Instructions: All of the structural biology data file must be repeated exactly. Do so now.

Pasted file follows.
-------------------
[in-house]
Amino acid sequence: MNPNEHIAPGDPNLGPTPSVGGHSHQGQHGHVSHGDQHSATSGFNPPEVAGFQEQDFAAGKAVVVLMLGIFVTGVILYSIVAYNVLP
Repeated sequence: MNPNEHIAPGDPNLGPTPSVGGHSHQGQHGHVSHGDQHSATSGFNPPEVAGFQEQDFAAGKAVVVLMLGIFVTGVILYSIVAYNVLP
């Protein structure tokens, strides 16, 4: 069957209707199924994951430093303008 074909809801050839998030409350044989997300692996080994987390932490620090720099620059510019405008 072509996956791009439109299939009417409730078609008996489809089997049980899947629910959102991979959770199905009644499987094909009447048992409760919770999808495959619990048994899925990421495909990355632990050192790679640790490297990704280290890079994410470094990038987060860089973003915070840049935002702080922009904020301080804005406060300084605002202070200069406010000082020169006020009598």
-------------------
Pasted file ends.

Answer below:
[in-house]
Amino acid sequence: MNPNEHIAPGDPNLGPTPSVGGHSHQGQHGHVSHGDQHSATSGFNPPEVAGFQEQDFAAGKAVVVLMLGIFVTGVILYSIVAYNVLP
Repeated sequence: MNPNEHIAPGDPNLGPTPSVGGHSHQGQHGHVSHGDQHSATSGFNPPEVAGFQEQDFAAGKAVVVLMLGIFVTGVILYSIVAYNVLP
């Protein structure tokens, strides 16, 4: 069957209707199924994951430093303008 074909809801050839998030409350044989997300692996080994987390932490620090720099620059510019405008 072509996956791009439109299939009417409730078609008996489809089997049980899947629910959102991979959770199905009644499987094909009447048992409760919770999808495959619990048994899925990421495909990355632990050192790679640790490297990704280290890079994410470094990038987060860089973003915070840049935002702080922009904020301080804005406060300084605002202070200069406010000082020169006020009598």